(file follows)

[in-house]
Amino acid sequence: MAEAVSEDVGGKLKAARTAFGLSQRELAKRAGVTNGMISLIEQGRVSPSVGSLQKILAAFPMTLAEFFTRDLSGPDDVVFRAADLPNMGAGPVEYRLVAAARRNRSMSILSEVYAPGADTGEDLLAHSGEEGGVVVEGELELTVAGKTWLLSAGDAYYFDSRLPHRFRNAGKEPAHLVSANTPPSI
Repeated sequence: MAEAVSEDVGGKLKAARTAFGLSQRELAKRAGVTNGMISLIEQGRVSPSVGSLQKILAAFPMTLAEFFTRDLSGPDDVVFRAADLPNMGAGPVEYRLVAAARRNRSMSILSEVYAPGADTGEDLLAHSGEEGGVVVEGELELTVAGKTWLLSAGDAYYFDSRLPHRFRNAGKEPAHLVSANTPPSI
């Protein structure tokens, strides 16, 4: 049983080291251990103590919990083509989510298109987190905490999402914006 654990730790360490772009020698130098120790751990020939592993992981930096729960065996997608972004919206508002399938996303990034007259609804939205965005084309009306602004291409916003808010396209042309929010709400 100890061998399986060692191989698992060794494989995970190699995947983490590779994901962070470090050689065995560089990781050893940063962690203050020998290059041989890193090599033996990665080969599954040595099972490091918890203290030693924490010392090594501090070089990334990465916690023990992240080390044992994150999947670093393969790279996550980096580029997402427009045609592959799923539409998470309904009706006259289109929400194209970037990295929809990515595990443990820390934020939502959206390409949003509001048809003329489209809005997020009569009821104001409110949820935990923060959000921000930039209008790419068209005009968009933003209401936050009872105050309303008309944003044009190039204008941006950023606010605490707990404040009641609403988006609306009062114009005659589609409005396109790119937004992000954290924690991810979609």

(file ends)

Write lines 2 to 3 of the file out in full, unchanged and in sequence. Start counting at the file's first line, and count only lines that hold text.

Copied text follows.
Amino acid sequence: MAEAVSEDVGGKLKAARTAFGLSQRELAKRAGVTNGMISLIEQGRVSPSVGSLQKILAAFPMTLAEFFTRDLSGPDDVVFRAADLPNMGAGPVEYRLVAAARRNRSMSILSEVYAPGADTGEDLLAHSGEEGGVVVEGELELTVAGKTWLLSAGDAYYFDSRLPHRFRNAGKEPAHLVSANTPPSI
Repeated sequence: MAEAVSEDVGGKLKAARTAFGLSQRELAKRAGVTNGMISLIEQGRVSPSVGSLQKILAAFPMTLAEFFTRDLSGPDDVVFRAADLPNMGAGPVEYRLVAAARRNRSMSILSEVYAPGADTGEDLLAHSGEEGGVVVEGELELTVAGKTWLLSAGDAYYFDSRLPHRFRNAGKEPAHLVSANTPPSI